Today we’d like to introduce you to Susan Scafati.
Susan, please kick things off for us by telling us about yourself and your journey so far.
When I was 14 years old my grandfather gave me a broken camera. I spent several years in darkrooms overcompensating for the abundance of light leaks across my photos, which ultimately I embraced. The moments I captured were jumping off points to other worlds. Through that experimentation I discovered a love of play that is still at the heart of the way I work across multiple mediums. Today I make sculptures, site-specific installations, photo-based prints, and videos.
Can you give our readers some background on your art?
I’m an American contemporary artist interested in the ways in which both individual versus collective identities, and personal versus cultural mythologies, are constructed. Subjects that have provided a framework for these interests include text messaging, social media filters, personal archives, bullfights, robot competitions, eggs and ant colonies. Across these bodies of work, I deconstruct the iconography and materiality that contribute to the way meaning is organized. I make pigment prints, sculptures, site-specific installations, and videos. I’ve created my artwork in the United States and Europe, and have exhibited in museums and galleries.
The artworks I’m sharing in this article are from my recent body-of-work titled “ t e x t s c a p e “ — a meditation on constructed worlds, communication and connection through the gesture of text messaging. Combining old and new photographic processes, I create a multitude of iterations of the ubiquitous smartphone textbox, extensively layering and enlarging its form from its familiar handheld size to up to 8-feet. This play on scale shifts its physical relationship to the human form and suggests a metaphor for a greater psychological impact on human experience. This body-of-work takes the form of large-scale archival pigment and supreme mesh scrolls comprised of cyanotypes and photograms, and wood, marble, acrylic, and textile installations. An exhibition of these artworks with the talented artist, Sean Ripple, at Austin’s Co-Lab Projects’ DEMO Gallery was nominated for Best Group Gallery exhibition by the Austin Critics Table Awards. I was also commissioned to create a site-specific 4-story installation of “t e x t s c a p e” at the Facebook office as a selected Artist-in-Residence for their global art program.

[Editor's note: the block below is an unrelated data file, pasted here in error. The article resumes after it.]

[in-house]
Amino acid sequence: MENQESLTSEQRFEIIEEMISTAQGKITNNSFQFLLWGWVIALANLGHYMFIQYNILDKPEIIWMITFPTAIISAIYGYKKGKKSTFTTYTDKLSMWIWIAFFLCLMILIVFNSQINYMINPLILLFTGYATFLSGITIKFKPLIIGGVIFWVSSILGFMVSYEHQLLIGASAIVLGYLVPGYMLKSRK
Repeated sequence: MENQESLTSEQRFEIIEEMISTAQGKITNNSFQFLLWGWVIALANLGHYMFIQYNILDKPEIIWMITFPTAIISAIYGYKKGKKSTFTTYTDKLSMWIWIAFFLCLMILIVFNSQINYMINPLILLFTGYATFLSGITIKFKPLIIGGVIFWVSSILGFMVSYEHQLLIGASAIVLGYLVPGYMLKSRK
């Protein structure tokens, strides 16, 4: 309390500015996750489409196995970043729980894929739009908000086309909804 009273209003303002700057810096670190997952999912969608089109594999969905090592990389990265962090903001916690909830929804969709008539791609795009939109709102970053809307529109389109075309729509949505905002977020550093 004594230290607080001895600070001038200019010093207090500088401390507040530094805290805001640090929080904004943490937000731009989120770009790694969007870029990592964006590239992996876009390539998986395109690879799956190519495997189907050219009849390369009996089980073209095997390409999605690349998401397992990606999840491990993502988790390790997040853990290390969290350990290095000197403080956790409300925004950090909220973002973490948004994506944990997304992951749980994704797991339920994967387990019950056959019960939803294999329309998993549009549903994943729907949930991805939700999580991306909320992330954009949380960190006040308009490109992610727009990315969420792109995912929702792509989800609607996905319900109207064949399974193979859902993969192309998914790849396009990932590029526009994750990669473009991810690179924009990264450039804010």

What responsibility, if any, do you think artists have to use their art to help alleviate problems faced by others? Has your art been affected by issues you’ve concerned about?
Important art comes out of social and political movements, and it’s always interesting to see how creations across the world crystallize. Personally, I find it helps keep perspective to consider a bigger picture: nature’s patterns & cycles; human behavior; how history repeats itself; and what science tells us.
What’s the best way for someone to check out your work and provide support?
Let’s connect through Instagram @susanscafati and my website www.susanscafati.net.
I’ll keep you updated about new artworks and happenings, including exhibitions I’m working on in Austin and St. Louis this fall. There’s also a contact tab on my website where you can reach me to schedule studio tours and art talks, discuss opportunities, or sign up for my email updates. And if you have a moment, check out the Artist Video that Facebook made about the 4-story art installation they commissioned me to do as an Artist-in-Residence for their global art program:
- Website: www.susanscafati.net
- Email: email@example.com
- Instagram: @susanscafati
- Facebook: @Susan Scafati Shahan
- Twitter: @SusanScafati